06 Sep Men Of Distinction
When people talk about art meccas, New York City, Paris, and L.A. come to mind. Colorado Springs, however, not so much, if at all, which is unfortunate because, at the turn of the 20th century, thanks to philanthropic visionaries Julie and Spencer Penrose, the town drew influential painters, printmakers, sculptors, and photographers to the Broadmoor Art Academy (1919 – 1936).
By 1937, the academy had morphed into the Colorado Springs Fine Art Center, which continued to bring luminaries such as John F. Carlson, Birger Sandzen, and Robert Motherwell to the state.
As a nod to the academy’s illustrious past and the Penrose family, John Marzolf, owner of the Broadmoor Galleries, and his curatorial staff have developed a series of lectures, workshops, and exhibitions showcasing some of the best representational artists today. Their line-up for November includes three icons of Contemporary Realism: Dean Mitchell, Ezra Tucker, and Thomas Blackshear.
All three artists will come together to exhibit new work, with an opening on November 10. And Tucker and Blackshear will conduct a workshop with four-and-a-half-days of painting instruction. True to the original vision of bringing important artistic voices to Colorado, these men bring the history of the Black experience in art.
“I’m interested in having a deeper conversation about the West,” says Mitchell, who lives in Florida. “I don’t want my work to be this Black narrative thing. I want people to understand that this is a Black experience.”
Mitchell explains that during his first visit to a reservation, he felt a strong connection to his past and the extreme poverty and prejudice he faced growing up. “That experience of seeing the reservation crossed over from a Black experience into a human experience,” he says. “The Black experience can be felt on the reservation, and the Native American experience can be felt in the South.”
Tucker was born and raised in Memphis and Blackshear in Atlanta, but both have since made their homes in Colorado. The three artists first crossed paths nearly five decades ago, each man fresh out of art school, when they were hired as illustrators at Hallmark Cards in the late ’70s.
Tucker, who started at Hallmark a few years before Blackshear and Mitchell, recalls being told that he was hired because of Affirmative Action; he filled a quota. He realized from the start that he would have to work twice as hard — and he did — to prove himself repeatedly. He was never late, never missed a deadline, and turned in impeccable work only to be told to slow down, not work so fast; he was making the others look bad.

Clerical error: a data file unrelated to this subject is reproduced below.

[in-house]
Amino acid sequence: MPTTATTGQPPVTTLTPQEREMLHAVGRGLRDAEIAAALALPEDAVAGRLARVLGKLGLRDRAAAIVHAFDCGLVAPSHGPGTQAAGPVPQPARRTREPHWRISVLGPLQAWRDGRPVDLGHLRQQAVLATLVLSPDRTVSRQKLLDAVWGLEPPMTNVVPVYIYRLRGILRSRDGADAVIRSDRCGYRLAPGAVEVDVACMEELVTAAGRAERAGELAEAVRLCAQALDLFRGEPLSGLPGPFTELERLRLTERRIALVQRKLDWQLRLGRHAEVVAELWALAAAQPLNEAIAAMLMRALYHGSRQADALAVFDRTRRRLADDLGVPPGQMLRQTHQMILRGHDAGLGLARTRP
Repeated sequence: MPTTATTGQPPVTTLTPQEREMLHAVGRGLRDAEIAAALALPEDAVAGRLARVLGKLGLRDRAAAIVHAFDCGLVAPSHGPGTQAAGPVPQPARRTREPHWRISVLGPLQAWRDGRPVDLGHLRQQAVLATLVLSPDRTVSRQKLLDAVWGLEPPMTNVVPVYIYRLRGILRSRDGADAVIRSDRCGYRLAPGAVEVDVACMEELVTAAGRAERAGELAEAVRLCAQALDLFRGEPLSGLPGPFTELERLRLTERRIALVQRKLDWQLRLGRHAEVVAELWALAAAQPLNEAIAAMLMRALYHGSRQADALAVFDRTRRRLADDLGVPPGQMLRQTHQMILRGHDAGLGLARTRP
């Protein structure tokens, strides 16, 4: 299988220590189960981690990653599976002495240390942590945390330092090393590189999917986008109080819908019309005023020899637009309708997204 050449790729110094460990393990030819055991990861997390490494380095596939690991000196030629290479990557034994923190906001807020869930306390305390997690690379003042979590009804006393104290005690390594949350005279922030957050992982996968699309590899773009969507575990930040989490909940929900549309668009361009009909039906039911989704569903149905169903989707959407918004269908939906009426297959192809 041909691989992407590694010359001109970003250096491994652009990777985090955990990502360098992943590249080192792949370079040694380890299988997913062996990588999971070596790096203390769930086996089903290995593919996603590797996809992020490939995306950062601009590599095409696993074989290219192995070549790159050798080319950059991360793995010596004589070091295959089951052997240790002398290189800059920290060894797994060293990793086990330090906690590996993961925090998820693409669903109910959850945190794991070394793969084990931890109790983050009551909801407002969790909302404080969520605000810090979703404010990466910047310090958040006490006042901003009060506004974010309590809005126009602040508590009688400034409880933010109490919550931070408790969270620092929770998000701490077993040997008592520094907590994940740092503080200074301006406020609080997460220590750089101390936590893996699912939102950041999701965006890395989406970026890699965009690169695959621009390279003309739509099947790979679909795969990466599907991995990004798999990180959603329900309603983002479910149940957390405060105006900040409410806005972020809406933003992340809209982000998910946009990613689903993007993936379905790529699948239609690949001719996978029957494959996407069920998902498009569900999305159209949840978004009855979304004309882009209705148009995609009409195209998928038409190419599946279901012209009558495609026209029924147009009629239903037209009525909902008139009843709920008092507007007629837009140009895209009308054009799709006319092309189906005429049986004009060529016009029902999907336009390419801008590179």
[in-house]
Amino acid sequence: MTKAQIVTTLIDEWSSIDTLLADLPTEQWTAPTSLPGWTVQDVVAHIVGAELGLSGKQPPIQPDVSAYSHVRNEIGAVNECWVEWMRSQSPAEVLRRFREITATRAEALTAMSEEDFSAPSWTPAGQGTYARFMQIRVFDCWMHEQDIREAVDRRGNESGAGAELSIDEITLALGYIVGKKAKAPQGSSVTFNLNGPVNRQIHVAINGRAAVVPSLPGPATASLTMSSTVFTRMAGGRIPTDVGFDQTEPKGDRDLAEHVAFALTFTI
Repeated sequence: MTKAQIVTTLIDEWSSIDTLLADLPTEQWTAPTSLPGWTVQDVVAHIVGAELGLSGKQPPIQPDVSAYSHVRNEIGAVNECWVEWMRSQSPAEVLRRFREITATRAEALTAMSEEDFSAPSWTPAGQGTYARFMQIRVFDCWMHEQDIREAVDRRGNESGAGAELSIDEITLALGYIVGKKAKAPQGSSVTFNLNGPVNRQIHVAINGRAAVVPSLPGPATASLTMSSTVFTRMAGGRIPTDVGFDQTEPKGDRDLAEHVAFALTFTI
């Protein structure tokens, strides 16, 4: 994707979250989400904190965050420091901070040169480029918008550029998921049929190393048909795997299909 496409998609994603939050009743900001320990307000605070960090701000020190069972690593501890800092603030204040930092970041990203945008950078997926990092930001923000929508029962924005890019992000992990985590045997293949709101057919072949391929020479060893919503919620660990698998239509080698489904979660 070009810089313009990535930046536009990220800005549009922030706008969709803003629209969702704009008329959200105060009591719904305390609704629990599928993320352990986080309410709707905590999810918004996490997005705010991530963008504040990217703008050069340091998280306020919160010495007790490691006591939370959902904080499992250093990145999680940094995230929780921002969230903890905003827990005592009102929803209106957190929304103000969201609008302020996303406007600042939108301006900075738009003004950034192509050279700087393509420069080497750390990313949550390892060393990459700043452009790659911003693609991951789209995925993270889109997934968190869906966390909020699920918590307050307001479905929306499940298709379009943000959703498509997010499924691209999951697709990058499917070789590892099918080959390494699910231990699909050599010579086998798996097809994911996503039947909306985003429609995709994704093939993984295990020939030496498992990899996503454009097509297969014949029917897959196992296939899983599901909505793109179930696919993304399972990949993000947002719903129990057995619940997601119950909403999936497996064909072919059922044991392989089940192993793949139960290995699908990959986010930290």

Blackshear, who was recruited to join Hallmark out of college, was selected to work with the company’s in-house illustration teacher, renowned illustrator Mark English, who gave the young artist the confidence to eventually forge his path in freelance illustration. He left Hallmark just before Mitchell came on, but Tucker introduced them to each other. “We were all single, in our early 20s, and new to the art world,” Tucker recalls. “We’d sit around and talk about what we wanted to do with our art. And we helped each other understand that we were not alone. We talked each other through that isolation we were feeling.”
“The institutionalized racism you had to deal with was painful,” Tucker recalls. “I did make some advances, but every day there was another obstacle.”
Mitchell, who always knew he wanted to be a fine artist, not a commercial illustrator, was busy setting himself up to leave Hallmark early on by entering the fine art paintings he did after he got off work into national competitions. When he started winning tens of thousands in prize money, he drew the ire and jealousy of some of the older illustrators at Hallmark, who finally drove him out. Though Mitchell struggled and barely scraped by for years while trying to establish himself as a fine artist, leaving Hallmark was the best thing that could have happened to him, he says.
The support system these men formed proved invaluable as they navigated the corporate world and then left to follow their paths. They talked through ways around the racism that kept them from thriving. Blackshear and Tucker, for example, had illustration representatives who got them jobs, and Mitchell applied to shows but never sent in a photo of himself even when asked to do so, which kept race out of the equation.
It wasn’t always smooth sailing, but their friendship gave them encouragement. And while Tucker and Blackshear logged grueling hours creating illustrations under high pressure, Mitchell stayed the course, focusing on his fine art career, making works that were meaningful to him. Eventually, Tucker and Blackshear were able to cross over into fine art and, with guidance from Mitchell, learn the ropes of a new market, where they could create the work that they had dreamed of doing as young illustrators.
When it comes to subject matter and how the Western U.S. plays a part, Mitchell has had more years honing his voice and sharpening his focus. He has also paved the way for other artists of color to join the conversation. These days, Mitchell recognizes that his audience is made up of younger collectors who are interested in modern visions of the West, not romanticism. This wasn’t the case when his work started appearing in major Western exhibitions, however. “I wanted to make money,” he says, “but being a part of Western shows has never been about money for me. I want to have a conversation about marginalized people. Collectors are not used to seeing Black people in art. But now there’s a movement in the world and an awareness — and record-breaking auction prices — for Black artists. Black celebrities have discretionary income, and they’re showing up at major art events. Bottom line: The world is changing and, I think, people see a market now.”